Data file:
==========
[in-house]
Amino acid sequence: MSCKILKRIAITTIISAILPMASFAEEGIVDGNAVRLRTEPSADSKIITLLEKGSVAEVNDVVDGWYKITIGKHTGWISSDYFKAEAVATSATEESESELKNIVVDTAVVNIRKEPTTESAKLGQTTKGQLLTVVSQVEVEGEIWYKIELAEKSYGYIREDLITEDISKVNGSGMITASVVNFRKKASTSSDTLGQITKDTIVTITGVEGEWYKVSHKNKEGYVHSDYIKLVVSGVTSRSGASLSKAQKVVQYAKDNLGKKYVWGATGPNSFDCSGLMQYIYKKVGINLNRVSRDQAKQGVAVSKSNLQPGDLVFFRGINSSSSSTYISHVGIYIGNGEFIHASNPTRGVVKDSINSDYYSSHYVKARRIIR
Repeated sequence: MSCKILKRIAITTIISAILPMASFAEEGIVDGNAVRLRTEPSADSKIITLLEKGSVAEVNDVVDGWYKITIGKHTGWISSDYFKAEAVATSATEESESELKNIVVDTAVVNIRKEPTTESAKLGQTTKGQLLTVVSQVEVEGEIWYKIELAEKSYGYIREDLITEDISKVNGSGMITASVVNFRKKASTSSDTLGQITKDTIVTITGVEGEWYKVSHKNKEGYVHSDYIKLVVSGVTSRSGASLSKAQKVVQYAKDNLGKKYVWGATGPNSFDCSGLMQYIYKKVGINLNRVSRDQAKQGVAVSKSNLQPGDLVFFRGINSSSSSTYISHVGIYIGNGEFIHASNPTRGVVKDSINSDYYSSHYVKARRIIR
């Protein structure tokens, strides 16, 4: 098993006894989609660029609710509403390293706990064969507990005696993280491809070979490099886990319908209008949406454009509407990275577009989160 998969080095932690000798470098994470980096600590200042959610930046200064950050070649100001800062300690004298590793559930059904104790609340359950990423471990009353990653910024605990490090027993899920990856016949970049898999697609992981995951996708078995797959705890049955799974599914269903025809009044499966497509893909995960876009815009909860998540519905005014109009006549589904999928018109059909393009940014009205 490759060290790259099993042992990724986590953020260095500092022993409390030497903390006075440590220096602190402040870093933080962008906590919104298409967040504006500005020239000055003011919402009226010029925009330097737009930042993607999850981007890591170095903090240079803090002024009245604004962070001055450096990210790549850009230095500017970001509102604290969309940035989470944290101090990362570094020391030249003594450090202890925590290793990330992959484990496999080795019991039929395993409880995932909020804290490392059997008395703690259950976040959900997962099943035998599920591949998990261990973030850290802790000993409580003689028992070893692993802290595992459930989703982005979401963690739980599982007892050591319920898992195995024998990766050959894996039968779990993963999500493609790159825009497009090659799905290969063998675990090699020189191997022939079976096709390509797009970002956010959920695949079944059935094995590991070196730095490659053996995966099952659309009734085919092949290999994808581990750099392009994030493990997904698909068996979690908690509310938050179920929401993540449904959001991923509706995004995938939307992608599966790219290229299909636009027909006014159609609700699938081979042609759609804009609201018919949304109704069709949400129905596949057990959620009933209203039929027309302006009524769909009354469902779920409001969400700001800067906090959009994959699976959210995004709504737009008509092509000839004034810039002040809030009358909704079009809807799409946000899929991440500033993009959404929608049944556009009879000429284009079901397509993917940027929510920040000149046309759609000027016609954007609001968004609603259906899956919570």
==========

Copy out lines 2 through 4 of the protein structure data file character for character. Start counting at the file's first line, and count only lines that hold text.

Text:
Amino acid sequence: MSCKILKRIAITTIISAILPMASFAEEGIVDGNAVRLRTEPSADSKIITLLEKGSVAEVNDVVDGWYKITIGKHTGWISSDYFKAEAVATSATEESESELKNIVVDTAVVNIRKEPTTESAKLGQTTKGQLLTVVSQVEVEGEIWYKIELAEKSYGYIREDLITEDISKVNGSGMITASVVNFRKKASTSSDTLGQITKDTIVTITGVEGEWYKVSHKNKEGYVHSDYIKLVVSGVTSRSGASLSKAQKVVQYAKDNLGKKYVWGATGPNSFDCSGLMQYIYKKVGINLNRVSRDQAKQGVAVSKSNLQPGDLVFFRGINSSSSSTYISHVGIYIGNGEFIHASNPTRGVVKDSINSDYYSSHYVKARRIIR
Repeated sequence: MSCKILKRIAITTIISAILPMASFAEEGIVDGNAVRLRTEPSADSKIITLLEKGSVAEVNDVVDGWYKITIGKHTGWISSDYFKAEAVATSATEESESELKNIVVDTAVVNIRKEPTTESAKLGQTTKGQLLTVVSQVEVEGEIWYKIELAEKSYGYIREDLITEDISKVNGSGMITASVVNFRKKASTSSDTLGQITKDTIVTITGVEGEWYKVSHKNKEGYVHSDYIKLVVSGVTSRSGASLSKAQKVVQYAKDNLGKKYVWGATGPNSFDCSGLMQYIYKKVGINLNRVSRDQAKQGVAVSKSNLQPGDLVFFRGINSSSSSTYISHVGIYIGNGEFIHASNPTRGVVKDSINSDYYSSHYVKARRIIR
């Protein structure tokens, strides 16, 4: 098993006894989609660029609710509403390293706990064969507990005696993280491809070979490099886990319908209008949406454009509407990275577009989160 998969080095932690000798470098994470980096600590200042959610930046200064950050070649100001800062300690004298590793559930059904104790609340359950990423471990009353990653910024605990490090027993899920990856016949970049898999697609992981995951996708078995797959705890049955799974599914269903025809009044499966497509893909995960876009815009909860998540519905005014109009006549589904999928018109059909393009940014009205 490759060290790259099993042992990724986590953020260095500092022993409390030497903390006075440590220096602190402040870093933080962008906590919104298409967040504006500005020239000055003011919402009226010029925009330097737009930042993607999850981007890591170095903090240079803090002024009245604004962070001055450096990210790549850009230095500017970001509102604290969309940035989470944290101090990362570094020391030249003594450090202890925590290793990330992959484990496999080795019991039929395993409880995932909020804290490392059997008395703690259950976040959900997962099943035998599920591949998990261990973030850290802790000993409580003689028992070893692993802290595992459930989703982005979401963690739980599982007892050591319920898992195995024998990766050959894996039968779990993963999500493609790159825009497009090659799905290969063998675990090699020189191997022939079976096709390509797009970002956010959920695949079944059935094995590991070196730095490659053996995966099952659309009734085919092949290999994808581990750099392009994030493990997904698909068996979690908690509310938050179920929401993540449904959001991923509706995004995938939307992608599966790219290229299909636009027909006014159609609700699938081979042609759609804009609201018919949304109704069709949400129905596949057990959620009933209203039929027309302006009524769909009354469902779920409001969400700001800067906090959009994959699976959210995004709504737009008509092509000839004034810039002040809030009358909704079009809807799409946000899929991440500033993009959404929608049944556009009879000429284009079901397509993917940027929510920040000149046309759609000027016609954007609001968004609603259906899956919570």